Iron Status, Brain Function, And Memory Performance In Early Infancy
Background: There is no clinical definition of iron deficiency (ID) in infants <12 months, despite the increased risk in infancy. Low iron status may be associated with negative brain and cognitive performance outcomes that persist after iron repletion, but results are mixed. Research is needed to combine measures of iron status, brain function, and cognitive performance in early infancy. Objectives: To determine whether, in infants aged 4-6 months: 1) there is an association between low iron status and brain responses to a memory task; 2) low iron status is associated with memory performance; and 3) brain function mediates the hypothesized relationship between iron status and memory performance. Methods: We measured iron status, brain function with event-related potentials (ERP) during a memory task, and memory performance in 4-6 month old infants. Results: Serum ferritin (sFt), but not hemoglobin was associated with an attenuated ERP response to novel versus familiar stimuli. Estimated body iron and sFt were associated with novelty preference by trial (%Novtrl ) after removing inattentive trials, and the association between sFt and %Novtrl was stronger in infants with low iron stores (sFt <45.0 [MICRO SIGN]g/L). The data did not support our hypothesis that brain function mediates the relationship between iron status and memory performance. Conclusions: ERP measures of brain function and a memory performance task are sensitive to iron status in early infancy, but more research is needed to link iron status to memory via brain function.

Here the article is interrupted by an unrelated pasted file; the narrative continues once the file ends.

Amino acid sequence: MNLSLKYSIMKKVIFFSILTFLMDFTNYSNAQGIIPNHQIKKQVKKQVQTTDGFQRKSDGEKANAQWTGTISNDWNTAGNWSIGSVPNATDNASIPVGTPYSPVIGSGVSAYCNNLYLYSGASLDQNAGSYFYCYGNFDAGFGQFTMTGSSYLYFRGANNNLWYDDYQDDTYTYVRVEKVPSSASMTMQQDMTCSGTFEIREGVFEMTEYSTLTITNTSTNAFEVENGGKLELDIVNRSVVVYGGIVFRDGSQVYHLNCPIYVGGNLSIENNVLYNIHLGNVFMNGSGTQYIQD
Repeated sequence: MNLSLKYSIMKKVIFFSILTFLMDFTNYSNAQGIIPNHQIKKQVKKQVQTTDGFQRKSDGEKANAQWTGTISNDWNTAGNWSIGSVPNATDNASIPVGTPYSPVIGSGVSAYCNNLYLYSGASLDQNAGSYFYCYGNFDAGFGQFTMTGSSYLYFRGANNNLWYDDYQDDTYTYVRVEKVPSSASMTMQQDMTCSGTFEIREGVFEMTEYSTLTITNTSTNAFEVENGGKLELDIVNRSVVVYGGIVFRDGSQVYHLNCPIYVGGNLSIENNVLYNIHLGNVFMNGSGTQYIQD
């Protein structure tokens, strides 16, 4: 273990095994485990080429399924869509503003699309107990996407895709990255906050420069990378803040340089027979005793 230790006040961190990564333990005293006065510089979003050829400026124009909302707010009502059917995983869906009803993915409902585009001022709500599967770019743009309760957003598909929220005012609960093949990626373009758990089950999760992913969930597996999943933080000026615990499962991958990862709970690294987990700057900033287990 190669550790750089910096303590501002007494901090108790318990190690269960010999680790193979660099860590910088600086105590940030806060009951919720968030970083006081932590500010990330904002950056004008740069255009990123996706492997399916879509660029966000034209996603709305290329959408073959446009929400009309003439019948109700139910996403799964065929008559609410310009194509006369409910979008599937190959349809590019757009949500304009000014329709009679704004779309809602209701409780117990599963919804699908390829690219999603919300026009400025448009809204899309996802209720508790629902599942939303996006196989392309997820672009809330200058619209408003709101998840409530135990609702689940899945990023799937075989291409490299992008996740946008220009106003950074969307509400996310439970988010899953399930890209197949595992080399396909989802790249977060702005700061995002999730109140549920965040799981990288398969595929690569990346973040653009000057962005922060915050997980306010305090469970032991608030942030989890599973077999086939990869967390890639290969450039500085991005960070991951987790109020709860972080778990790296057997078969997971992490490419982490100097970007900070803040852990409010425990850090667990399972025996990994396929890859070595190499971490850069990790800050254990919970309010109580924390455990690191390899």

iron; brain function; cognition; memory; cognitive development; infant; EEG
Robertson,Steven S; Mehta,Julia Leigh; Canfield,Richard Lane; Murray-Kolb,Laura E; O'Brien,Kimberly O
Ph.D. of Nutrition
Doctor of Philosophy
dissertation or thesis